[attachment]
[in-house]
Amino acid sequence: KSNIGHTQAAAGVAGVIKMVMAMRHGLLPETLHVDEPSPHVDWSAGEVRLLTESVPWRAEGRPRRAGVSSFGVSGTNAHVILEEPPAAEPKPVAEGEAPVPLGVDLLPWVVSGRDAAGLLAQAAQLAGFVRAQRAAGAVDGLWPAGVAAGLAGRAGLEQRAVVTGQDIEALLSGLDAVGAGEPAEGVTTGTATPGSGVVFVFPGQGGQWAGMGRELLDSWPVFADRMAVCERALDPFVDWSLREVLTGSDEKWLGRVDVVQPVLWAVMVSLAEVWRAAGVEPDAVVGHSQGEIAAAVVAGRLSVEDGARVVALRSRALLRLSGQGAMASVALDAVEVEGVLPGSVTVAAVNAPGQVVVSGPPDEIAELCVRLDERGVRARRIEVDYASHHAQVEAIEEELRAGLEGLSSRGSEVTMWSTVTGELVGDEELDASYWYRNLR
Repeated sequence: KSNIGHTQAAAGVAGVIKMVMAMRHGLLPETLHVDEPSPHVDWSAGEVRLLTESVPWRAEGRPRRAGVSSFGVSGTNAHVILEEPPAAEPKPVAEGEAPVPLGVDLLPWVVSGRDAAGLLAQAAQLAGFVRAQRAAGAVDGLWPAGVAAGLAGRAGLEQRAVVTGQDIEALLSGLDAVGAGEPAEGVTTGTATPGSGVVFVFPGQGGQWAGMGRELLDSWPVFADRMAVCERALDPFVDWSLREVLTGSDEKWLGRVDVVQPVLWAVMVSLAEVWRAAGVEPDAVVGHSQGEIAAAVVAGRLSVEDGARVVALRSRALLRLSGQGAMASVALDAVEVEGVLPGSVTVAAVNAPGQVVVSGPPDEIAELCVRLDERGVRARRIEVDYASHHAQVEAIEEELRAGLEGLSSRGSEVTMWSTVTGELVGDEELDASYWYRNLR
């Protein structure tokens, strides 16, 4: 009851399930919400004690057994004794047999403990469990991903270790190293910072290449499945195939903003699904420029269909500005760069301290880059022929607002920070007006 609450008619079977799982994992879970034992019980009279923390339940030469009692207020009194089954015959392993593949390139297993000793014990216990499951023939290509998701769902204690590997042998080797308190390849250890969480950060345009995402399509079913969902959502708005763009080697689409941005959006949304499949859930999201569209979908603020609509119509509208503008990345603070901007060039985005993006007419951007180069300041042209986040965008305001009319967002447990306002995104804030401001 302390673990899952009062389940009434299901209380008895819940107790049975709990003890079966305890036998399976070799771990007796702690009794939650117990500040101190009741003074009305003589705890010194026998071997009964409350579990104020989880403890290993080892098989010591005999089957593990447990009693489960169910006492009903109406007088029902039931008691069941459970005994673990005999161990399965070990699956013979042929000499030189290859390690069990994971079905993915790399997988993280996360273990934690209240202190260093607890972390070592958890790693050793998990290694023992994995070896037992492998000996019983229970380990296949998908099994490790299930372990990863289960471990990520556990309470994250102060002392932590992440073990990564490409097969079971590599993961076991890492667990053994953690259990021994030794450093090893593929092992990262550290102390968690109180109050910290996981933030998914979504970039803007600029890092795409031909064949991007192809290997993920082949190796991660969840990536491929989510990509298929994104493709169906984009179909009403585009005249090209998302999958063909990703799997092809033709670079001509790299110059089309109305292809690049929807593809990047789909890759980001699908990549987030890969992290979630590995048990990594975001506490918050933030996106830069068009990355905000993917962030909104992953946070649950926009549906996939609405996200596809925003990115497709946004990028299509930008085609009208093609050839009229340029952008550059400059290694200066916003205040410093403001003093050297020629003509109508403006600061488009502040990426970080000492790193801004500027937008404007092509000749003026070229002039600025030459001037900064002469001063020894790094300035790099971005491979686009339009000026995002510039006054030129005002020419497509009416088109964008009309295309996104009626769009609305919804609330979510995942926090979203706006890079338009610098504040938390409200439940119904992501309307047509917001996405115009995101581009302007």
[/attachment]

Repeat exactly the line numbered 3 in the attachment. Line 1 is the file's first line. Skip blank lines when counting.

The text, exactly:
Repeated sequence: KSNIGHTQAAAGVAGVIKMVMAMRHGLLPETLHVDEPSPHVDWSAGEVRLLTESVPWRAEGRPRRAGVSSFGVSGTNAHVILEEPPAAEPKPVAEGEAPVPLGVDLLPWVVSGRDAAGLLAQAAQLAGFVRAQRAAGAVDGLWPAGVAAGLAGRAGLEQRAVVTGQDIEALLSGLDAVGAGEPAEGVTTGTATPGSGVVFVFPGQGGQWAGMGRELLDSWPVFADRMAVCERALDPFVDWSLREVLTGSDEKWLGRVDVVQPVLWAVMVSLAEVWRAAGVEPDAVVGHSQGEIAAAVVAGRLSVEDGARVVALRSRALLRLSGQGAMASVALDAVEVEGVLPGSVTVAAVNAPGQVVVSGPPDEIAELCVRLDERGVRARRIEVDYASHHAQVEAIEEELRAGLEGLSSRGSEVTMWSTVTGELVGDEELDASYWYRNLR